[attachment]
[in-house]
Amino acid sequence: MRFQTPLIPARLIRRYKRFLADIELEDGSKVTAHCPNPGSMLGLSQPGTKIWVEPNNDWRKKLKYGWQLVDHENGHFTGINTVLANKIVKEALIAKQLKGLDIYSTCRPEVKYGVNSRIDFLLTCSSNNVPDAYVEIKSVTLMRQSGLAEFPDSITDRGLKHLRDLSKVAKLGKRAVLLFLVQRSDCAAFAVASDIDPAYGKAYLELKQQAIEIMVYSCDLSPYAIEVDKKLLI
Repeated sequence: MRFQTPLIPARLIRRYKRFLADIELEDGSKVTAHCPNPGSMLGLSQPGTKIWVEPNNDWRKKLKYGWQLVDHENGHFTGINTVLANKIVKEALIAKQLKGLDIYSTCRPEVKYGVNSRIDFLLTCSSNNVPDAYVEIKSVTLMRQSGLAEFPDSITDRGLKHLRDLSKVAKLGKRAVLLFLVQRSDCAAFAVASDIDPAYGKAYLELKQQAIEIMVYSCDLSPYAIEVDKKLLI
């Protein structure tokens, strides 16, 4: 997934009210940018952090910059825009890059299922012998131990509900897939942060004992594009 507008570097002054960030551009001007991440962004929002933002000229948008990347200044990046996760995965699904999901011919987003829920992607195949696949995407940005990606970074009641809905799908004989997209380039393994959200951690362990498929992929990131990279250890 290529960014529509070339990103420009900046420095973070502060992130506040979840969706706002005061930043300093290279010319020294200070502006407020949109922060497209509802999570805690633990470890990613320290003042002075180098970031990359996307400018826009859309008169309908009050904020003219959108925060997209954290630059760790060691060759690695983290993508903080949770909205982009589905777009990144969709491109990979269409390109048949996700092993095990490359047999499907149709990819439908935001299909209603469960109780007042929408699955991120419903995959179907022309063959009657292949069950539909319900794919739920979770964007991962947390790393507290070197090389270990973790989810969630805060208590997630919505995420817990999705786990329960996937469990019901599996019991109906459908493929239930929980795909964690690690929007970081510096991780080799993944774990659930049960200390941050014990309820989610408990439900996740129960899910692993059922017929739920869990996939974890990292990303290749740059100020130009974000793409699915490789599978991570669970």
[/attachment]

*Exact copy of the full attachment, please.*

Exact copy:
[in-house]
Amino acid sequence: MRFQTPLIPARLIRRYKRFLADIELEDGSKVTAHCPNPGSMLGLSQPGTKIWVEPNNDWRKKLKYGWQLVDHENGHFTGINTVLANKIVKEALIAKQLKGLDIYSTCRPEVKYGVNSRIDFLLTCSSNNVPDAYVEIKSVTLMRQSGLAEFPDSITDRGLKHLRDLSKVAKLGKRAVLLFLVQRSDCAAFAVASDIDPAYGKAYLELKQQAIEIMVYSCDLSPYAIEVDKKLLI
Repeated sequence: MRFQTPLIPARLIRRYKRFLADIELEDGSKVTAHCPNPGSMLGLSQPGTKIWVEPNNDWRKKLKYGWQLVDHENGHFTGINTVLANKIVKEALIAKQLKGLDIYSTCRPEVKYGVNSRIDFLLTCSSNNVPDAYVEIKSVTLMRQSGLAEFPDSITDRGLKHLRDLSKVAKLGKRAVLLFLVQRSDCAAFAVASDIDPAYGKAYLELKQQAIEIMVYSCDLSPYAIEVDKKLLI
């Protein structure tokens, strides 16, 4: 997934009210940018952090910059825009890059299922012998131990509900897939942060004992594009 507008570097002054960030551009001007991440962004929002933002000229948008990347200044990046996760995965699904999901011919987003829920992607195949696949995407940005990606970074009641809905799908004989997209380039393994959200951690362990498929992929990131990279250890 290529960014529509070339990103420009900046420095973070502060992130506040979840969706706002005061930043300093290279010319020294200070502006407020949109922060497209509802999570805690633990470890990613320290003042002075180098970031990359996307400018826009859309008169309908009050904020003219959108925060997209954290630059760790060691060759690695983290993508903080949770909205982009589905777009990144969709491109990979269409390109048949996700092993095990490359047999499907149709990819439908935001299909209603469960109780007042929408699955991120419903995959179907022309063959009657292949069950539909319900794919739920979770964007991962947390790393507290070197090389270990973790989810969630805060208590997630919505995420817990999705786990329960996937469990019901599996019991109906459908493929239930929980795909964690690690929007970081510096991780080799993944774990659930049960200390941050014990309820989610408990439900996740129960899910692993059922017929739920869990996939974890990292990303290749740059100020130009974000793409699915490789599978991570669970």